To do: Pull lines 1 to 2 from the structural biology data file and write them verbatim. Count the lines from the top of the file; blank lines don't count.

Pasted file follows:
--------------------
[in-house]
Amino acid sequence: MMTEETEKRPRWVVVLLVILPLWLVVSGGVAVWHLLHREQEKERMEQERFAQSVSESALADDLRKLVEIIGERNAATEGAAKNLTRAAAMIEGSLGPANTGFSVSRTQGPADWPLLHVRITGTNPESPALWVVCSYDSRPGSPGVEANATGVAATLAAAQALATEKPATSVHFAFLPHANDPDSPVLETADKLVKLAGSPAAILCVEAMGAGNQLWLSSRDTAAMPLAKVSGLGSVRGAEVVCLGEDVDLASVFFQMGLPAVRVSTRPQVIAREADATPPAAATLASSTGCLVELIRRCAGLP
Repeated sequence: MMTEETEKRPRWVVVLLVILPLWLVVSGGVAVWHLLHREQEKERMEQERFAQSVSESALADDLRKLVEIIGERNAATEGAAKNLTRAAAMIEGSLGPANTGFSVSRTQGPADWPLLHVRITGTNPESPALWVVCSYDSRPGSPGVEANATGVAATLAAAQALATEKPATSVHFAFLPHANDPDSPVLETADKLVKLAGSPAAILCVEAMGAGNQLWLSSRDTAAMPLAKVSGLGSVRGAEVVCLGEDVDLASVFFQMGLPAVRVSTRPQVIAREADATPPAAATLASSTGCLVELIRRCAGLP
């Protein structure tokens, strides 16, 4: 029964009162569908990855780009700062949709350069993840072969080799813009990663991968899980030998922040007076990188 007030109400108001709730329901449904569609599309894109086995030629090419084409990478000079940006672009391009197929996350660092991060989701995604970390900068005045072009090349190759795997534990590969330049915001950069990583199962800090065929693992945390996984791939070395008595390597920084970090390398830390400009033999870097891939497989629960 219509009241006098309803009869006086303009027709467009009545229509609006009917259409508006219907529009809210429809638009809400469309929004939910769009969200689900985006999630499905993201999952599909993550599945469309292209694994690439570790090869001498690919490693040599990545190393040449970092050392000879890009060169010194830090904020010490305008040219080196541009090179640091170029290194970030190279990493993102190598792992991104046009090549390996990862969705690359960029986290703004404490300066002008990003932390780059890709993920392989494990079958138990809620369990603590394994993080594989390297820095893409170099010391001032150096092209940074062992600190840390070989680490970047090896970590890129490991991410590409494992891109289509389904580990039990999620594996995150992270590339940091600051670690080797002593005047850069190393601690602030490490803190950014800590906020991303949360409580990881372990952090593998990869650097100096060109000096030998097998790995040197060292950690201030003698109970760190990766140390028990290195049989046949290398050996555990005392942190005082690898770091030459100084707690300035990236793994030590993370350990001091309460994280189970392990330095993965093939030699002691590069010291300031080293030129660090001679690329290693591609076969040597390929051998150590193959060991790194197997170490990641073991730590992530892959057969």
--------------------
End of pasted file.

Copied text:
[in-house]
Amino acid sequence: MMTEETEKRPRWVVVLLVILPLWLVVSGGVAVWHLLHREQEKERMEQERFAQSVSESALADDLRKLVEIIGERNAATEGAAKNLTRAAAMIEGSLGPANTGFSVSRTQGPADWPLLHVRITGTNPESPALWVVCSYDSRPGSPGVEANATGVAATLAAAQALATEKPATSVHFAFLPHANDPDSPVLETADKLVKLAGSPAAILCVEAMGAGNQLWLSSRDTAAMPLAKVSGLGSVRGAEVVCLGEDVDLASVFFQMGLPAVRVSTRPQVIAREADATPPAAATLASSTGCLVELIRRCAGLP